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Evaluation of the Effects of Helmet-Law Introduction,
Repeal, and/or Reinstatement

Studies Show Helmet Laws Save Lives and Reduce Injuries

Several pivotal research studies have established the fact that helmet laws save lives and reduce injuries:

  • An Analysis of Motorcycle Helmet Use In Fatal Crashes (2008) - additional research that found that the odds of a rider wearing a helmet, in both single-vehicle and two-vehicle crashes, were significantly reduced in states without a universal helmet law
  • Motorcycle Safety and the Repeal of Universal Helmet Laws - an assessment published in the Nov. 2007 American Journal of Public Health of the implications for motorcyclist safety of repeals of universal helmet laws in six U.S. states by examining cross-sectional time-series data from the 50 states and the District of Columbia for the period 1975 through 2004. When compared to state experience with no helmet mandate, universal helmet laws were associated with an 11.1% reduction in motorcyclist fatality rates, whereas rates in states with partial-coverage statutes were not statistically different from those with no helmet law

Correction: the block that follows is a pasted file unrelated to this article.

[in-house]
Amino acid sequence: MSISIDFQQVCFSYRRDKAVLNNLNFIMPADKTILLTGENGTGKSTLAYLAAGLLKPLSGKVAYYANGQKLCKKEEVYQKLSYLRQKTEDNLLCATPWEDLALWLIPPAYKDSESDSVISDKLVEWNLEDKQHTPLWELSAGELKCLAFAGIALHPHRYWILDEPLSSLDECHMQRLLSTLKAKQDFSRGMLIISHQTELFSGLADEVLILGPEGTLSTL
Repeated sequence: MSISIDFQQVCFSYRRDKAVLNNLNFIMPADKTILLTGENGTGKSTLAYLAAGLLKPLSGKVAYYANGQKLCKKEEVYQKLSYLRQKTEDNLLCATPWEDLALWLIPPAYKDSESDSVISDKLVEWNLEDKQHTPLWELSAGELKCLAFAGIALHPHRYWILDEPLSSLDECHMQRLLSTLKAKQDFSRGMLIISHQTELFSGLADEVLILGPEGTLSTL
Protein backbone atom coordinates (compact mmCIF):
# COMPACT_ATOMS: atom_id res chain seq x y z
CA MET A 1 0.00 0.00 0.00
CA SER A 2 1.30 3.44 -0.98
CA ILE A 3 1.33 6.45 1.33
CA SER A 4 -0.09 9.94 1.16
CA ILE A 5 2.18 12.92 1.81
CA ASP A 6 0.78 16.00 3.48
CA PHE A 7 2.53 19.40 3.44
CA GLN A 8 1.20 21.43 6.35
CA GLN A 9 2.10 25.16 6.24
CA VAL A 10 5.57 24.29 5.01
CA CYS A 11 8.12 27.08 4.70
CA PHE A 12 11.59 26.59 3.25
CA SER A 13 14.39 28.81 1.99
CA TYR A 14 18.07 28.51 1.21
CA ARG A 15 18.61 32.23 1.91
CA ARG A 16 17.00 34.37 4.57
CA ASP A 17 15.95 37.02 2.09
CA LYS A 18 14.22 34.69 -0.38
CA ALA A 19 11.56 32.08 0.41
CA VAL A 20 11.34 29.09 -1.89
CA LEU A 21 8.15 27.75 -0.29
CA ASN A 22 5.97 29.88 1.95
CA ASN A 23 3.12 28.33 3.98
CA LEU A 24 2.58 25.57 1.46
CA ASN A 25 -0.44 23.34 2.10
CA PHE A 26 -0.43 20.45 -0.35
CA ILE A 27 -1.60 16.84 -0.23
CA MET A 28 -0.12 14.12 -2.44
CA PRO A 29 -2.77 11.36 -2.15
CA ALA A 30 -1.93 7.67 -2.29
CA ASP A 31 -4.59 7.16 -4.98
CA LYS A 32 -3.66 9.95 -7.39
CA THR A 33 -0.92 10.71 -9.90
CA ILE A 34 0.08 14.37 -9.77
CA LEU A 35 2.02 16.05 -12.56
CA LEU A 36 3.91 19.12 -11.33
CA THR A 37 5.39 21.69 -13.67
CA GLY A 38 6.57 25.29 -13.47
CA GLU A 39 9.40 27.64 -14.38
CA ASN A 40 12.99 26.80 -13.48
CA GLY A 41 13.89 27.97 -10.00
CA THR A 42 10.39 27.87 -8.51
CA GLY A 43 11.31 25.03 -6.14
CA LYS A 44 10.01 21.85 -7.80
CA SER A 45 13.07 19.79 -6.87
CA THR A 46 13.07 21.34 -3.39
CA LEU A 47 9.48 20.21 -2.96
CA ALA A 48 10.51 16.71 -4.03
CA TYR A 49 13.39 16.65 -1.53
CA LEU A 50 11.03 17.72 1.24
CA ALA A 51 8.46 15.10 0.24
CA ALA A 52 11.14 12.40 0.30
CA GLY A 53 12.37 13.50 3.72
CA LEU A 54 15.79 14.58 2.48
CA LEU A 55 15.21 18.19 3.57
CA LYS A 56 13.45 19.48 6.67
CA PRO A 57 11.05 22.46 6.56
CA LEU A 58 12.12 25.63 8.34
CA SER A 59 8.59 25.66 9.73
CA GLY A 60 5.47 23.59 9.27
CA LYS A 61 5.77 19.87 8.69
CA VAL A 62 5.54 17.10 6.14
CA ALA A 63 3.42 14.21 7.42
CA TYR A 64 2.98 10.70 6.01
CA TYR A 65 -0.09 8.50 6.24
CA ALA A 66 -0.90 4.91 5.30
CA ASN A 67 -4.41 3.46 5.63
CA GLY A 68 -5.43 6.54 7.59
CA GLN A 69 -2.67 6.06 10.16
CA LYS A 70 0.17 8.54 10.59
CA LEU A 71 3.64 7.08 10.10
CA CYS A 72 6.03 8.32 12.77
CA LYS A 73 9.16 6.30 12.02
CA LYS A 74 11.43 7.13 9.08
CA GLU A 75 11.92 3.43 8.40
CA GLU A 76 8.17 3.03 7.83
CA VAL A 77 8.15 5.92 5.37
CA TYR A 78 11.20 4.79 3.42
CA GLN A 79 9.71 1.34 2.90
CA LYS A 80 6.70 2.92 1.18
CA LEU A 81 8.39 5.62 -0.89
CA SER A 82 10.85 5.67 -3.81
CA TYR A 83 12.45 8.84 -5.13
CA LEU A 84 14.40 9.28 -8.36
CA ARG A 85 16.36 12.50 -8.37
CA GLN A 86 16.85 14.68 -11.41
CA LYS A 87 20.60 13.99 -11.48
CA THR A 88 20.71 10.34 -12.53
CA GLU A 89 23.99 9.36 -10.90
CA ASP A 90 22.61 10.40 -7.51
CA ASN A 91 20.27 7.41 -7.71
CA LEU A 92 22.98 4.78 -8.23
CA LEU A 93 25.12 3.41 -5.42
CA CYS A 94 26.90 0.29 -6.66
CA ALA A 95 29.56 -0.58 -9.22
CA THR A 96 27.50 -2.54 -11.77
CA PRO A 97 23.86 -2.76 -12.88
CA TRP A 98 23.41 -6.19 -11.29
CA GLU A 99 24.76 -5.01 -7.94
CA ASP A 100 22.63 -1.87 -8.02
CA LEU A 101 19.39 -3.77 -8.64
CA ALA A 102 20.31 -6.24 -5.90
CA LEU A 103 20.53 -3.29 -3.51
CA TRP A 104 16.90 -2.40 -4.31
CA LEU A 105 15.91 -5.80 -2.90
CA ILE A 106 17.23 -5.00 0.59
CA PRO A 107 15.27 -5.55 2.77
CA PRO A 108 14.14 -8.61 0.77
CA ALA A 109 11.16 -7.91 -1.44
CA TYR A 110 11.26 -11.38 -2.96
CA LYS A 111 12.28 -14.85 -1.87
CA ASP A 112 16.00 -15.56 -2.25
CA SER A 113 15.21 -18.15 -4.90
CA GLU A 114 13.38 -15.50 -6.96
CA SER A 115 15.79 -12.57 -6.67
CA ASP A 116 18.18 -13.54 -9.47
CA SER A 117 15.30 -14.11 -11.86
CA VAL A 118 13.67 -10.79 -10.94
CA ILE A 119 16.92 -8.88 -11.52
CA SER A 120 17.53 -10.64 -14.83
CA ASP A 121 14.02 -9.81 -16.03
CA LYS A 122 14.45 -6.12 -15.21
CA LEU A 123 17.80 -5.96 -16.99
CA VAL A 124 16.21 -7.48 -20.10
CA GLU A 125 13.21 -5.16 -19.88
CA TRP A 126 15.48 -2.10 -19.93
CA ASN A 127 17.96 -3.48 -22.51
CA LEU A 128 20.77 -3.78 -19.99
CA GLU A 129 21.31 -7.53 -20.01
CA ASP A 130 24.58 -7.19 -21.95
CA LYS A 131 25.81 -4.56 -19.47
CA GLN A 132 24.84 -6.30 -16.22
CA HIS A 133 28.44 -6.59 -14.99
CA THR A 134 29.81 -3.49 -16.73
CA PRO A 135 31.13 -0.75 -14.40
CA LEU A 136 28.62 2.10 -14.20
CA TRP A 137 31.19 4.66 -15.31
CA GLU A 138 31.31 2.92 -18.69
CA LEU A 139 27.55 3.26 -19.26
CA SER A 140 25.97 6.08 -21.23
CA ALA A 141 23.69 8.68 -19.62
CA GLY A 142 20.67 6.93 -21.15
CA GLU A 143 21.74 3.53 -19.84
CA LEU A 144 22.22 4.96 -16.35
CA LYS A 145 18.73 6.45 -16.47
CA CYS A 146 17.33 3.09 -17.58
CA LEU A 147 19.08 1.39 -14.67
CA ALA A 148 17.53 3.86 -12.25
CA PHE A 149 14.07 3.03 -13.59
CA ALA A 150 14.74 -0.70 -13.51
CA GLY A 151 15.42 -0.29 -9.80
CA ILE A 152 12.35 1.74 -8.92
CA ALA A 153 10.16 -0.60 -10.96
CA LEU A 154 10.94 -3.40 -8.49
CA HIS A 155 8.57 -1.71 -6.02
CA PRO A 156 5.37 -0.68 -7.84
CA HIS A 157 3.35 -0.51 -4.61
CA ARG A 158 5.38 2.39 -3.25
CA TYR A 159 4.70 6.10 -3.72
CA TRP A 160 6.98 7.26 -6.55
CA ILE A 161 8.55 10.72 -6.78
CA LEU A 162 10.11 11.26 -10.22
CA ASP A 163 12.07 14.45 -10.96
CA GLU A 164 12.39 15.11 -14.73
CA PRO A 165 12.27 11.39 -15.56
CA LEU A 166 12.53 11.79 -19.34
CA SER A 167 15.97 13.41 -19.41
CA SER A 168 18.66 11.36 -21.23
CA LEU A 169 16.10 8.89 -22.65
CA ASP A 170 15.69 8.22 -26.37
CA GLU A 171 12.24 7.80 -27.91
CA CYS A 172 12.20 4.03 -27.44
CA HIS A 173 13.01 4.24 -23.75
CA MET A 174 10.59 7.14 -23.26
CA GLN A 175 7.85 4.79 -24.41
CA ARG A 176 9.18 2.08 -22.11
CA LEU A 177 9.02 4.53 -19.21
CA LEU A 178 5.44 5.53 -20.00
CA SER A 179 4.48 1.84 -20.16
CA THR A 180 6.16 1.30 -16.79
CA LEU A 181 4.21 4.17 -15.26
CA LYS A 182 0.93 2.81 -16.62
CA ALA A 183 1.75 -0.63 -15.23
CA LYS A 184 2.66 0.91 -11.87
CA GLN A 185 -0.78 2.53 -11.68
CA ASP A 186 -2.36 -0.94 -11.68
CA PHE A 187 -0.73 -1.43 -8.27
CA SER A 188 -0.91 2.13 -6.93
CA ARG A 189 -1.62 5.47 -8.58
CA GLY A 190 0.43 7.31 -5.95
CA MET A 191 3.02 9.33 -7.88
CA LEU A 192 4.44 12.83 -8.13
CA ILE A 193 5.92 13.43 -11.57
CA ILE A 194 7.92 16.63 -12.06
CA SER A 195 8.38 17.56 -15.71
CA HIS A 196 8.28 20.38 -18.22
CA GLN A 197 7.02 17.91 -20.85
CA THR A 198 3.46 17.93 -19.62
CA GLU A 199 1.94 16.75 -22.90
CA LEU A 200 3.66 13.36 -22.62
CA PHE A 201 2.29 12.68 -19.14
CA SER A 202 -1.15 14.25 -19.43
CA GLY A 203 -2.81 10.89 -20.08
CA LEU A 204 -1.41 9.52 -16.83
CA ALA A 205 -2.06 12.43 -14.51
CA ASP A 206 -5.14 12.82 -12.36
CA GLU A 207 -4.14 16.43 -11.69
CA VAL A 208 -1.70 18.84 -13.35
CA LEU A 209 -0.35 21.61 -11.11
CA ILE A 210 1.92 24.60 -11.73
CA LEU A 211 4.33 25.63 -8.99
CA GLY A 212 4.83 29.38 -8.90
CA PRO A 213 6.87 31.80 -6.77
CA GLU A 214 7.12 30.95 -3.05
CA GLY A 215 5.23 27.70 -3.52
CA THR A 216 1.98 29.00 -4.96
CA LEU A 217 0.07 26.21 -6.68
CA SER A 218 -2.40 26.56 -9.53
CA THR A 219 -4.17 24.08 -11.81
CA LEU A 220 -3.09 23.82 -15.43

• The Effectiveness of Motorcycle Helmets and Mandatory Helmet Laws - Dec. 9, 2006, study by Louisiana State University

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Evaluation of the Effects of Helmet Laws on Injury Outcomes

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Evaluation of the Effects of Helmet Laws on Youthful Riders